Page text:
For over ten years I’ve been happily using Windows for personal needs and Linux for work. I find Windows perfect for gaming, media and browser based usage. And as a software engineer doing mostly backend the OS of choice must be Linux. This strict segregation based on usage has worked ok-ish for me most of the time, since I tend not to mix work and personal life too much. Still, there have been some odd cases where I wished I could have both OSes usable interchangeably. From time to time I take on some contract work, or start a hobby project.
Maybe the obvious solution to my longing would be to jump on the Apple bandwagon, but first of all I’d avoid needlessly spending thousands of euros on shiny hardware, and second I really dislike, on principle, how aggressively Apple are trying to get users locked into their ecosystem. So it’s just Windows and Linux for me. I’d switch fully to Linux if I could, but sadly Ubuntu did not really deliver on the usability front to make me abandon Windows.
Now let’s see if we can get my problem properly defined. I’d want to be able to use both Windows and Linux with the following conditions:
- both must run on the same machine
- switching from one to the other must be fast
- filesystem must be shared; in both directions
- Windows must run natively (gaming, video playback)
- Linux must be (relatively) fast for compiling, transpiling, building etc.
- easy to manage - I need this mostly for hobby work, so I don’t want to invest too much time to set it up or keep it running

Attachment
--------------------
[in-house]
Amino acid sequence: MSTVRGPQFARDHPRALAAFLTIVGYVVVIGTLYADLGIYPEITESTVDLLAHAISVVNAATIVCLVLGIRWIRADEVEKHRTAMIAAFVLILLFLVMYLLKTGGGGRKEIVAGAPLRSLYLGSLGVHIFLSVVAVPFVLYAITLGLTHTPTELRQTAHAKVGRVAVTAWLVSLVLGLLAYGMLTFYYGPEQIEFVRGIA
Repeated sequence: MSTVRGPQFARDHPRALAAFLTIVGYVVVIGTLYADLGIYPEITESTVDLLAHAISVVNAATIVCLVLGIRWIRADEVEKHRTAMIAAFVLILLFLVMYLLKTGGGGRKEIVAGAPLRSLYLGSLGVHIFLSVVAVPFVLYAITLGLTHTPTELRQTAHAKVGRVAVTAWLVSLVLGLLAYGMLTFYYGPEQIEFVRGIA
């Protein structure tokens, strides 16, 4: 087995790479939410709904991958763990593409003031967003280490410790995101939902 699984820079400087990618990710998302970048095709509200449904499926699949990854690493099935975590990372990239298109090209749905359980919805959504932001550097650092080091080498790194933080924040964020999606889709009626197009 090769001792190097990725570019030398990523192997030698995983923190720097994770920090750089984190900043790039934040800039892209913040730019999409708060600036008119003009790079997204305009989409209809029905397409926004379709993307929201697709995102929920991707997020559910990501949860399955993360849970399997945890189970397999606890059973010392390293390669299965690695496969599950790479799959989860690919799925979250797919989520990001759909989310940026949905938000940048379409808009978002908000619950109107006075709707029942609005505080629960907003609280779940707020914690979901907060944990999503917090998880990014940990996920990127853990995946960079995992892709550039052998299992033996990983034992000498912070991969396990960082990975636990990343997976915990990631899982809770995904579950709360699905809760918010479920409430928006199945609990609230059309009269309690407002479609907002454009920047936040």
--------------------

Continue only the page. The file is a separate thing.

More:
What I’ve tried so far?
Having a Linux virtual machine. It’s slow and file sync and networking are a mess. Docker? Kind of the same thing as a virtual machine, but a bit faster. Didn’t try that, but I’m guessing the admin work of keeping this running on Windows would be too much, and I’m betting the files sync and networking would need some tweaking and fixing from time to time. It’s that way with Docker on Linux, so I’m not expecting better with Docker on Windows.
The other solution I tried, was keeping Linux on a secondary boot next to Windows. That’s definitely fast since both run native, but it comes with some serious drawbacks. First, you can’t switch between them. You need to restart! That in turn made me not really want to do much work on Linux, since it’s so inconvenient to switch. And when I set aside a larger block of time to do some coding, I realised it’s been so long since last time that my system is too outdated, so I needed to spend lots of time updating packages.
Is there something that works?
Apparently since a couple of years Microsoft started to show some real developer love and worked on the Windows Subsystem for Linux. The point of it being to allow running Windows and Linux together - exactly what I always wanted. The first iteration of WSL, coming out in 2018 was Linux friendly, but that was kind of it. It’s not that helpful to have bash available, but to not be able to install all the packages that would work on a real Linux. The good news is that starting with Windows 10, Version 2004, so end of May 2020, the new WSL 2 became generally available. And this one has a real Linux kernel, making it fully Linux capable. We’re talking about real distributions on which you can run real Linux software, not just a fancier shell, like in version 1.